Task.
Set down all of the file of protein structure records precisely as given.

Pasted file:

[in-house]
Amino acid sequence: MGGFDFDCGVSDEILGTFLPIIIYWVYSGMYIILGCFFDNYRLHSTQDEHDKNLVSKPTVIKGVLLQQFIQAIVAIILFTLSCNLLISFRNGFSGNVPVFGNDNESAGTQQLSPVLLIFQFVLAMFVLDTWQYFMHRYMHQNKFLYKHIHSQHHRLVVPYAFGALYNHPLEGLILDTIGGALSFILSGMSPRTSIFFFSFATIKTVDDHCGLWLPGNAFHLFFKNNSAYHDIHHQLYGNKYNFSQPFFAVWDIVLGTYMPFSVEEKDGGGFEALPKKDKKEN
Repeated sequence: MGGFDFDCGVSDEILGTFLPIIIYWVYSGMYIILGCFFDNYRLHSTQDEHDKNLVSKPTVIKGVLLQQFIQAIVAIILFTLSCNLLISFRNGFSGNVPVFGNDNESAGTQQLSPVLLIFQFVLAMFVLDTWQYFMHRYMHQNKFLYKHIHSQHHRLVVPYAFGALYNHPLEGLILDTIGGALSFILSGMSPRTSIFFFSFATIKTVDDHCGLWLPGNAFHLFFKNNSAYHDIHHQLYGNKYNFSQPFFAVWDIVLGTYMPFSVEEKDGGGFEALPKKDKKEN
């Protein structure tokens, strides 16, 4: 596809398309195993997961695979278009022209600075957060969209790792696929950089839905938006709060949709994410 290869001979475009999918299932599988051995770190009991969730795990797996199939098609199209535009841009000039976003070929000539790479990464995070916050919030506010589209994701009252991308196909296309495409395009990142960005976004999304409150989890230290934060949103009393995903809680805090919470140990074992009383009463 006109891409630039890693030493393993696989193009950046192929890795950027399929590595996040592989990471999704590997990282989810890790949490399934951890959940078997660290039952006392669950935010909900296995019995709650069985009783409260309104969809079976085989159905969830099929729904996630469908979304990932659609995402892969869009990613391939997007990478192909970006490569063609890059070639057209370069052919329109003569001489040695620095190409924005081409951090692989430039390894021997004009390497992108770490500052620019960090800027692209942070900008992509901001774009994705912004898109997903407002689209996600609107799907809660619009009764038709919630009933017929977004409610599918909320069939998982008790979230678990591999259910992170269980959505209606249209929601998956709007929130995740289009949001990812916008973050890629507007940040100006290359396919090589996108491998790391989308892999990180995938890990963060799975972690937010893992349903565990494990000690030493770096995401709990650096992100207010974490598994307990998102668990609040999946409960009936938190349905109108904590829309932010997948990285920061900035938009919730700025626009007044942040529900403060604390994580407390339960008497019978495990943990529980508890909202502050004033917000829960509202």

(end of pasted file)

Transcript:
[in-house]
Amino acid sequence: MGGFDFDCGVSDEILGTFLPIIIYWVYSGMYIILGCFFDNYRLHSTQDEHDKNLVSKPTVIKGVLLQQFIQAIVAIILFTLSCNLLISFRNGFSGNVPVFGNDNESAGTQQLSPVLLIFQFVLAMFVLDTWQYFMHRYMHQNKFLYKHIHSQHHRLVVPYAFGALYNHPLEGLILDTIGGALSFILSGMSPRTSIFFFSFATIKTVDDHCGLWLPGNAFHLFFKNNSAYHDIHHQLYGNKYNFSQPFFAVWDIVLGTYMPFSVEEKDGGGFEALPKKDKKEN
Repeated sequence: MGGFDFDCGVSDEILGTFLPIIIYWVYSGMYIILGCFFDNYRLHSTQDEHDKNLVSKPTVIKGVLLQQFIQAIVAIILFTLSCNLLISFRNGFSGNVPVFGNDNESAGTQQLSPVLLIFQFVLAMFVLDTWQYFMHRYMHQNKFLYKHIHSQHHRLVVPYAFGALYNHPLEGLILDTIGGALSFILSGMSPRTSIFFFSFATIKTVDDHCGLWLPGNAFHLFFKNNSAYHDIHHQLYGNKYNFSQPFFAVWDIVLGTYMPFSVEEKDGGGFEALPKKDKKEN
């Protein structure tokens, strides 16, 4: 596809398309195993997961695979278009022209600075957060969209790792696929950089839905938006709060949709994410 290869001979475009999918299932599988051995770190009991969730795990797996199939098609199209535009841009000039976003070929000539790479990464995070916050919030506010589209994701009252991308196909296309495409395009990142960005976004999304409150989890230290934060949103009393995903809680805090919470140990074992009383009463 006109891409630039890693030493393993696989193009950046192929890795950027399929590595996040592989990471999704590997990282989810890790949490399934951890959940078997660290039952006392669950935010909900296995019995709650069985009783409260309104969809079976085989159905969830099929729904996630469908979304990932659609995402892969869009990613391939997007990478192909970006490569063609890059070639057209370069052919329109003569001489040695620095190409924005081409951090692989430039390894021997004009390497992108770490500052620019960090800027692209942070900008992509901001774009994705912004898109997903407002689209996600609107799907809660619009009764038709919630009933017929977004409610599918909320069939998982008790979230678990591999259910992170269980959505209606249209929601998956709007929130995740289009949001990812916008973050890629507007940040100006290359396919090589996108491998790391989308892999990180995938890990963060799975972690937010893992349903565990494990000690030493770096995401709990650096992100207010974490598994307990998102668990609040999946409960009936938190349905109108904590829309932010997948990285920061900035938009919730700025626009007044942040529900403060604390994580407390339960008497019978495990943990529980508890909202502050004033917000829960509202």